When I read this wonderful article by Carol White in the Independent Book Publishers Association newsletter, I just had to share it with my readers. Many thanks to Carol and to IBPA for allowing me to publish it as a guest post here. Be sure to click on both sample book press releases to read the text and see Carol's comments on each element of the release.
One of the most basic parts of your marketing plan is your media plan. How are you going to let people know about your book so that they can find it and buy it? By notifying the media, right?
Of course, before you get to this point, your product has to be ready to market. There is no point in embarking on a publicity campaign unless you are ready to go to market:
• Is your product well-targeted for its genre/market? You do know who will buy your book, right? And the answer isn’t “everybody.”
• Has it been professionally produced – either by you or with help from a team of professionals as needed? Designers, editors, layout, and marketing professionals can all help improve the end result.
• It has to be priced right for the market - you did do a competitive analysis also?
• There have to be places for people to buy it where they are used to shopping for information on your subject - your really well-thought-out website is only the beginning and Amazon is only the next step; from there, think about pet stores for pet books, florists for books about orchids, home improvement stores for plumbing books, online sites and so on.
Once you are ready to launch your media campaign, you’ll need the tools to do that – one or more press releases, an author bio, some sample interview questions for broadcast media or online virtual interviews, a “sell” sheet and more. The item that seems to give authors the most trouble is writing a good press release. A press release for book promotion doesn’t tell about your book – it tells a story that people care about. Nobody cares that you have written a new book unless you are John Grisham or Tom Clancy, so you need a hook.
I’ve taken two press releases of my own that have had thousands of views and hundreds of “pickups” as examples of what makes a release work year after year. The first example ties to a topic of continuing interest to most Americans – the price of gasoline – especially during the summer vacation time, which is when it gets picked up and used. In fact, I usually update the pricing information and re-release it year after year, holiday after holiday. Click on the link below to see this press release, along with my comments about each element of the release.
Sample book press release #2
A press release for book promotion has some very specific parts to be effective:
• Clearly stated contact information
• An action-oriented headline that grabs attention
• An opening paragraph that pulls people into your story
• Quotes from people or organizations to back up your information and add interest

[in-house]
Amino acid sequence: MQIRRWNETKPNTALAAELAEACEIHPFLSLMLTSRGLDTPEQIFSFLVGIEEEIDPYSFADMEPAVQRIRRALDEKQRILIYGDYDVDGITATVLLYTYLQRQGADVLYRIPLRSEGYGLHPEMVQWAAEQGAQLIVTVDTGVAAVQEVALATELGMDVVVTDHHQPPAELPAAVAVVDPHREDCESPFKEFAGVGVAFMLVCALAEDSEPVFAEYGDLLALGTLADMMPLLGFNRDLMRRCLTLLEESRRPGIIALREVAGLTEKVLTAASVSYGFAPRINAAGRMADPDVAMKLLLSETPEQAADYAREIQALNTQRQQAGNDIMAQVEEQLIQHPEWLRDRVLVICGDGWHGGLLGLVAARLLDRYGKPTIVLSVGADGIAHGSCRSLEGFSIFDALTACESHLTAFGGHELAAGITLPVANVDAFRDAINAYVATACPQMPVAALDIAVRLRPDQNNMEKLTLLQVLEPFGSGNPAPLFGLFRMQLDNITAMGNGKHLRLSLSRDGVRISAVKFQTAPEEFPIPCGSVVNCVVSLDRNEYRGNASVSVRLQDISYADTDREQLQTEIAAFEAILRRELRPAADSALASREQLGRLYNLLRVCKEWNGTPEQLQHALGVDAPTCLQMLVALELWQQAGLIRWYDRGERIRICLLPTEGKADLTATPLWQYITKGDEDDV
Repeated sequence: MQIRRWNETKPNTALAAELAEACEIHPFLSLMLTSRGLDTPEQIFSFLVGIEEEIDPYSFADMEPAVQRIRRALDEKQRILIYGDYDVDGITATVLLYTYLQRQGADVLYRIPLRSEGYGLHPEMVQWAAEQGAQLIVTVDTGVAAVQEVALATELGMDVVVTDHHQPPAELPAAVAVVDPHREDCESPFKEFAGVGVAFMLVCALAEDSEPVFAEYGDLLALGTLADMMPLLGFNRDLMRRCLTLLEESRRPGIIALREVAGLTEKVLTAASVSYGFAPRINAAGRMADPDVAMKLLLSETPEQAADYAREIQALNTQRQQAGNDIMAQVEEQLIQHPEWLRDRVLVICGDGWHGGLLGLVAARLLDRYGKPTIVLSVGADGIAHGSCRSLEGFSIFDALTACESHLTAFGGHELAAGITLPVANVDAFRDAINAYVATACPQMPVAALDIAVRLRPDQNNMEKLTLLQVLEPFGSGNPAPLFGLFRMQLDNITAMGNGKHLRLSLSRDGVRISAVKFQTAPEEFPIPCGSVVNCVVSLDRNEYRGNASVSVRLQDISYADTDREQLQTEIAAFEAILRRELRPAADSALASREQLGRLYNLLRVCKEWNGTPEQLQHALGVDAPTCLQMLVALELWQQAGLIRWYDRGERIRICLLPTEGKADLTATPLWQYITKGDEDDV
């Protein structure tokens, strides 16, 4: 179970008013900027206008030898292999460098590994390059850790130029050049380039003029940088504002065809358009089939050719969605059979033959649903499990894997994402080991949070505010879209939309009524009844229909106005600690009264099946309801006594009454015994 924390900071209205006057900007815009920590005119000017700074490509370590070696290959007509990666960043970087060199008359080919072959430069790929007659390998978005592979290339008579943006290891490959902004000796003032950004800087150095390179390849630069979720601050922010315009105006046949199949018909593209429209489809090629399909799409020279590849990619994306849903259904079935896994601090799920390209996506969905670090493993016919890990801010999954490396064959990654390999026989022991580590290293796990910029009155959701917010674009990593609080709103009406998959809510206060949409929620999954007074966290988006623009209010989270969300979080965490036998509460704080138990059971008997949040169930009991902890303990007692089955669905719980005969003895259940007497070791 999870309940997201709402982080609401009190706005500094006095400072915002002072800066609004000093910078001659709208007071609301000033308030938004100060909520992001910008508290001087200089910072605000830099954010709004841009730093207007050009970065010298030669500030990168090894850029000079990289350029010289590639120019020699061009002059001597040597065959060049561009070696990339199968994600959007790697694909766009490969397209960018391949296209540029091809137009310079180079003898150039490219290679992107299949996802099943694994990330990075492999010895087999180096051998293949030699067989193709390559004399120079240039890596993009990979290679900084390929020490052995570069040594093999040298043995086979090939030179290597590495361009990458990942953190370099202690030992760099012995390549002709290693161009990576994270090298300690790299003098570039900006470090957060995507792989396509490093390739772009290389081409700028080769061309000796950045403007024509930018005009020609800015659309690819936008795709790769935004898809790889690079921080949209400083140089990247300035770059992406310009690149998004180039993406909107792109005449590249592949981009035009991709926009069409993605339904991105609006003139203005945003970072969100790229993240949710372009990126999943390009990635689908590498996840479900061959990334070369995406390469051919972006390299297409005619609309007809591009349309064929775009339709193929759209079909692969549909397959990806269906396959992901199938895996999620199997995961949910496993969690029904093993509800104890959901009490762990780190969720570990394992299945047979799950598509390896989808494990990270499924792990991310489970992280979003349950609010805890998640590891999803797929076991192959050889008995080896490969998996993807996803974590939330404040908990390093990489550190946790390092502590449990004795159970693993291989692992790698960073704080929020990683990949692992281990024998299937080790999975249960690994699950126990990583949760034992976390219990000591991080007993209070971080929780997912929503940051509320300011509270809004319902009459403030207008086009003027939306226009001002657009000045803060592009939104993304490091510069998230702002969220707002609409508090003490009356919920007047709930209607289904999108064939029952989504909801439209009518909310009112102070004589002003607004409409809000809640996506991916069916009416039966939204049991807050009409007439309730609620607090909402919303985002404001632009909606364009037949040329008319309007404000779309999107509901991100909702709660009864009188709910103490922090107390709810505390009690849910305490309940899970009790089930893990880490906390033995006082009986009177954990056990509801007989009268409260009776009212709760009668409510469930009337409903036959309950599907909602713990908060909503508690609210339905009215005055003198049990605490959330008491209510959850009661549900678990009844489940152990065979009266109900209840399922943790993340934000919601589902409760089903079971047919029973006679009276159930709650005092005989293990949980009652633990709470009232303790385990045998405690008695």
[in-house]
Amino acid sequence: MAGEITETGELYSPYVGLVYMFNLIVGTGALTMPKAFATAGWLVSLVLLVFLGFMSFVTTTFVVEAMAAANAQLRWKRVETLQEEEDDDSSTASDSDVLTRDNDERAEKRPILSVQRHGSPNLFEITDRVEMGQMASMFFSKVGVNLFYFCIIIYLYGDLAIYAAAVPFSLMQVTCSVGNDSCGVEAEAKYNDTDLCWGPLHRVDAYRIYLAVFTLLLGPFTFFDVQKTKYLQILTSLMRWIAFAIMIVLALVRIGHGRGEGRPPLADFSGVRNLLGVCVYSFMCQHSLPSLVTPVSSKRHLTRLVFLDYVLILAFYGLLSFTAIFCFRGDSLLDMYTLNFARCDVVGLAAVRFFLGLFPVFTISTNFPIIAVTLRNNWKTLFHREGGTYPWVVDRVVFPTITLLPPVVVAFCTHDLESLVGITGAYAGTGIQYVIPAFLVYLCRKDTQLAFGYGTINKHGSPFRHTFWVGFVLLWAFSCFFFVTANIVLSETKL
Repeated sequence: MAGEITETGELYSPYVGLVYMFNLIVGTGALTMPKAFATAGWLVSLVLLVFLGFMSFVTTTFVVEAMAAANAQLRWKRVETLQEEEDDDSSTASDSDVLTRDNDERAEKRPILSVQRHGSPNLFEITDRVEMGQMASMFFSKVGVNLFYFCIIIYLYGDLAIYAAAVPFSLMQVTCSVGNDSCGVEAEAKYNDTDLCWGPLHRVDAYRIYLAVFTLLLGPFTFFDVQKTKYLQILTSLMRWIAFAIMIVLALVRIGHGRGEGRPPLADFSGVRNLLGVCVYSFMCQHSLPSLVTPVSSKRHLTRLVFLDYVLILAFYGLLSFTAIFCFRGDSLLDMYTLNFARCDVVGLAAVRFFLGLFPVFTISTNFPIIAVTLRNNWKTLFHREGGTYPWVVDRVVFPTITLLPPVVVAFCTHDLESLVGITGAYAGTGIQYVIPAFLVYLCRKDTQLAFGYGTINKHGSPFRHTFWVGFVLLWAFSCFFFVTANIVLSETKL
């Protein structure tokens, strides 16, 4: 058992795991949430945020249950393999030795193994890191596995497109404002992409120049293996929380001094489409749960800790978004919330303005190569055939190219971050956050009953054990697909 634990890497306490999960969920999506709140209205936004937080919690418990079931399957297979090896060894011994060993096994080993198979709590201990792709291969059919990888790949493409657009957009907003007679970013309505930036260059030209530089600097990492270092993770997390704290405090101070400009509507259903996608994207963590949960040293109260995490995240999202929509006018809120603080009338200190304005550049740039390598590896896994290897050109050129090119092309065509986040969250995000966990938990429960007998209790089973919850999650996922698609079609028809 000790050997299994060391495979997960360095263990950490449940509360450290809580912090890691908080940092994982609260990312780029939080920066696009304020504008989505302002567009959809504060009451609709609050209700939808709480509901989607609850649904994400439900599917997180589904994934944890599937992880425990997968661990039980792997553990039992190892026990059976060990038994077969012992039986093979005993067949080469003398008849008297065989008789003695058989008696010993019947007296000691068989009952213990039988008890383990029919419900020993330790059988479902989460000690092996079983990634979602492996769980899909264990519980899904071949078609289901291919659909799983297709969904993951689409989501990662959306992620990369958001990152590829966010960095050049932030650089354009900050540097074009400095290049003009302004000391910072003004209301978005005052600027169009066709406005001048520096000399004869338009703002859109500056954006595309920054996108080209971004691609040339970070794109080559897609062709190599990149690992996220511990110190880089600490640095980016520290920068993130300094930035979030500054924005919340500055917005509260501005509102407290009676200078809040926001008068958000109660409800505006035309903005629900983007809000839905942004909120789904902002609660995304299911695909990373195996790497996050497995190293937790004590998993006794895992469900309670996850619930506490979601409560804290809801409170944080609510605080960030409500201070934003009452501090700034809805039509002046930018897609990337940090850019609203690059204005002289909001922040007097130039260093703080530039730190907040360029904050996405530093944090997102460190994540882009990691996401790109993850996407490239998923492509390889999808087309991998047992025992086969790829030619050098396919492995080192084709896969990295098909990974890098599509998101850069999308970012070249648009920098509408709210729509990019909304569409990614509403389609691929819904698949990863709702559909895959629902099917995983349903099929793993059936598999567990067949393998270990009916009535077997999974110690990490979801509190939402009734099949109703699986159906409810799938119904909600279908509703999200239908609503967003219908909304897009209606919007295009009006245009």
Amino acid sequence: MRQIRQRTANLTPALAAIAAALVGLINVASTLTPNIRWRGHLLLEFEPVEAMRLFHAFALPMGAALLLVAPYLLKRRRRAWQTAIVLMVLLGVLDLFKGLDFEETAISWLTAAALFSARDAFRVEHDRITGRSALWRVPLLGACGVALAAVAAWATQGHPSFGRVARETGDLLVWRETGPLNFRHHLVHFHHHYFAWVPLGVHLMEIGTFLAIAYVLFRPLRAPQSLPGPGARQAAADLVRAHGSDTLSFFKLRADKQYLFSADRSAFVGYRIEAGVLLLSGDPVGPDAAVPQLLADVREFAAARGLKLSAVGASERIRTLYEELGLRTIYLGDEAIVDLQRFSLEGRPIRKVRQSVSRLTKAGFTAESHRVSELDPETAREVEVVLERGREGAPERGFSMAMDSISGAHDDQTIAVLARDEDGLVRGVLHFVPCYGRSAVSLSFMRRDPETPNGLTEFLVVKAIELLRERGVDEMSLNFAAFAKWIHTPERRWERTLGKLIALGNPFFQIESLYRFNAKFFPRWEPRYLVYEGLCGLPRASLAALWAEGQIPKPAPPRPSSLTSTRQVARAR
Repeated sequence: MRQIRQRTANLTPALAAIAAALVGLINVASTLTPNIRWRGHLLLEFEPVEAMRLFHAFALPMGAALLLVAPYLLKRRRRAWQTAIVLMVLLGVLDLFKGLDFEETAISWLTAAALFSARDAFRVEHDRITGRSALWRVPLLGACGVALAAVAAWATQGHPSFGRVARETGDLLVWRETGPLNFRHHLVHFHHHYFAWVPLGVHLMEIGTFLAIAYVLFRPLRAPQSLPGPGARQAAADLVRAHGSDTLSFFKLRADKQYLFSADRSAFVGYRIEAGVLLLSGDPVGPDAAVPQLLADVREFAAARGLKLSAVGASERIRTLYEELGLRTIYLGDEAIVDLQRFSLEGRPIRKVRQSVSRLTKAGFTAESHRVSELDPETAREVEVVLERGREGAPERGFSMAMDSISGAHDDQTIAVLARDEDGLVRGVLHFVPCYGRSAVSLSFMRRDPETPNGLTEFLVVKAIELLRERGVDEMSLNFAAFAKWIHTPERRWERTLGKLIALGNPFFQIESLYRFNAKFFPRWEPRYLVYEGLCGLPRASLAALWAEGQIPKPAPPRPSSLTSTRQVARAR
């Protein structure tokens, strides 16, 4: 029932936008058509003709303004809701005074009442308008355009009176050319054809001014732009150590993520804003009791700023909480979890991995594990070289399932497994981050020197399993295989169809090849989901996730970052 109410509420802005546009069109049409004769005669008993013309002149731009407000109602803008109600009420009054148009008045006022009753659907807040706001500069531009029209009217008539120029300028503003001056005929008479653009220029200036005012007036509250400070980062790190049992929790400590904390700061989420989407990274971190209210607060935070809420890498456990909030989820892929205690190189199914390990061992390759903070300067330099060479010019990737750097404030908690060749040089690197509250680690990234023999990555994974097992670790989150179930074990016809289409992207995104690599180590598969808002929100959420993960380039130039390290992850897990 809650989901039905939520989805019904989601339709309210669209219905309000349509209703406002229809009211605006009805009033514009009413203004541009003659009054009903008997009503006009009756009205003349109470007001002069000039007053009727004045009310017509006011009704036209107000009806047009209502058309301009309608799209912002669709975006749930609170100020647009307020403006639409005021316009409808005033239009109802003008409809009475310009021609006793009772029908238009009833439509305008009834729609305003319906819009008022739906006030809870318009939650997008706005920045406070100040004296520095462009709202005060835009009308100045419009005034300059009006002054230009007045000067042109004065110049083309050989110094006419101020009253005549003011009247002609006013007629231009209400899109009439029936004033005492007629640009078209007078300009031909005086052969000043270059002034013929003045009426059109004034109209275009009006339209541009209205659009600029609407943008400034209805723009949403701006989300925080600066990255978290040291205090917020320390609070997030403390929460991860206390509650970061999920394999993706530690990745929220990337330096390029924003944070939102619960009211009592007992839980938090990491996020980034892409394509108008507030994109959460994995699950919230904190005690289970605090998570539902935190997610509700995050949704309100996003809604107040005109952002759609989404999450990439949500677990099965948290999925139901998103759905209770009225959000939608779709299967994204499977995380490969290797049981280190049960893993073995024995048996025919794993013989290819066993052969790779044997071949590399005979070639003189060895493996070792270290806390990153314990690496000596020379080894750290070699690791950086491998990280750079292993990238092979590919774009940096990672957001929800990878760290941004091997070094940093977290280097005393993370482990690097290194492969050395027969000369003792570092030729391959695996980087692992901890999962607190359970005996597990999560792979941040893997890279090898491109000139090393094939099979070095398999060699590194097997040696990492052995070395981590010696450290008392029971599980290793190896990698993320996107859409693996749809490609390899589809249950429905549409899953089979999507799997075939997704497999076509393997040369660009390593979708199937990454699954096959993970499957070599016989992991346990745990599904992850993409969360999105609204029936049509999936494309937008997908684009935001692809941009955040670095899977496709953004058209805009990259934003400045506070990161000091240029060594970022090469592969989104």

• Problem-solving information related to your story – how will your story (book) make their lives better or easier or how will it entertain them? What is the value to them?
• Humor and fun when appropriate
• Bullet points or short sectional headlines for easy skimming of key information
• Closing paragraph that wraps up the key point and “sells” the value of your book (and story). Includes a strong closing sentence.
• A short bio and information about the book and a link to your website and additional media information
All of this needs to be done in clear, concise sentences and written to generally not exceed 500-750 words. If appropriate, make sure you include additional media information like availability for interviews, local appearances in conjunction with the story, contests being conducted around the story, and so on.
Finally, there are few things to avoid in your press releases:
• It can’t be an advertisement for you or your book
• It can’t be overly biased or present clearly objectionable copy
• It can’t be difficult to read - difficult language, too text dense, too rambling, too long, etc.
What I always tell my clients is to put yourself in your potential customer’s shoes – what would you want to hear about this story/book and does this press release deliver that information? It will often take several tries to get the story right, but with a good eye towards your customer (and not yourself) and you will be well on your way to writing a press release for your book that you will be proud of and one that will get excellent media coverage both now and for some time in the future.
About the Author
Carol White is an author, speaker, writer, and book marketing coach. Co-author of the award-winning Live Your Road Trip Dream, she is a frequent guest speaker at conventions such as the national AARP Life @ 50+ and The Great North American RV Rally, and she has spoken about publishing to groups including IBPA’s Publishing University, the Northwest Association of Book Publishers and the Bay Area Independent Publishers’ Association. She serves clients in the U.S. and abroad through her book marketing consulting practice. To learn more, visit www.carolwhitemarketing.com.
For more information about the Independent Book Publishers Association, visit the IBPA website.